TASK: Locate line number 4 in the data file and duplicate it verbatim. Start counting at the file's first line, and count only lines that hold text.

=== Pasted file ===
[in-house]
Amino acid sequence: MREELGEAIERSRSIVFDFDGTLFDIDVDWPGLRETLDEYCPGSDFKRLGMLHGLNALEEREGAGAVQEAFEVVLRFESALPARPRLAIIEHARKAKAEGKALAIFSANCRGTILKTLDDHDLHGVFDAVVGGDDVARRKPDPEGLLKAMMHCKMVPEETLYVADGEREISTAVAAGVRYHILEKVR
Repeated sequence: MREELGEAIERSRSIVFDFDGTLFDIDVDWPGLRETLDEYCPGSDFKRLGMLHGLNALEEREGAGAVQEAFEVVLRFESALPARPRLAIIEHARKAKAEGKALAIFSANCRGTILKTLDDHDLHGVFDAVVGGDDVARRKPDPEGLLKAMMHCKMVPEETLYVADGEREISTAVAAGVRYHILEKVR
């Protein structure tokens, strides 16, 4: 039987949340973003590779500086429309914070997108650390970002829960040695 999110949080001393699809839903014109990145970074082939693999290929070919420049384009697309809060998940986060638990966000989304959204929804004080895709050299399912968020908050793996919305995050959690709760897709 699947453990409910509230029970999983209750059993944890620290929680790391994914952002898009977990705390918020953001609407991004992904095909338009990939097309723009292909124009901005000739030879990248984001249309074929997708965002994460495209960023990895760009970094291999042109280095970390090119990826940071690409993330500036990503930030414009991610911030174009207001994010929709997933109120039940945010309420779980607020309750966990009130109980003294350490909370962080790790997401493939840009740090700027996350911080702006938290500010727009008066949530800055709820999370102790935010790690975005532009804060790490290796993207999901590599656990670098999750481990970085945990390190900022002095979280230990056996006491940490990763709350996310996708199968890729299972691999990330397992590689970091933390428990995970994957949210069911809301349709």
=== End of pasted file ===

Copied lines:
């Protein structure tokens, strides 16, 4: 039987949340973003590779500086429309914070997108650390970002829960040695 999110949080001393699809839903014109990145970074082939693999290929070919420049384009697309809060998940986060638990966000989304959204929804004080895709050299399912968020908050793996919305995050959690709760897709 699947453990409910509230029970999983209750059993944890620290929680790391994914952002898009977990705390918020953001609407991004992904095909338009990939097309723009292909124009901005000739030879990248984001249309074929997708965002994460495209960023990895760009970094291999042109280095970390090119990826940071690409993330500036990503930030414009991610911030174009207001994010929709997933109120039940945010309420779980607020309750966990009130109980003294350490909370962080790790997401493939840009740090700027996350911080702006938290500010727009008066949530800055709820999370102790935010790690975005532009804060790490290796993207999901590599656990670098999750481990970085945990390190900022002095979280230990056996006491940490990763709350996310996708199968890729299972691999990330397992590689970091933390428990995970994957949210069911809301349709």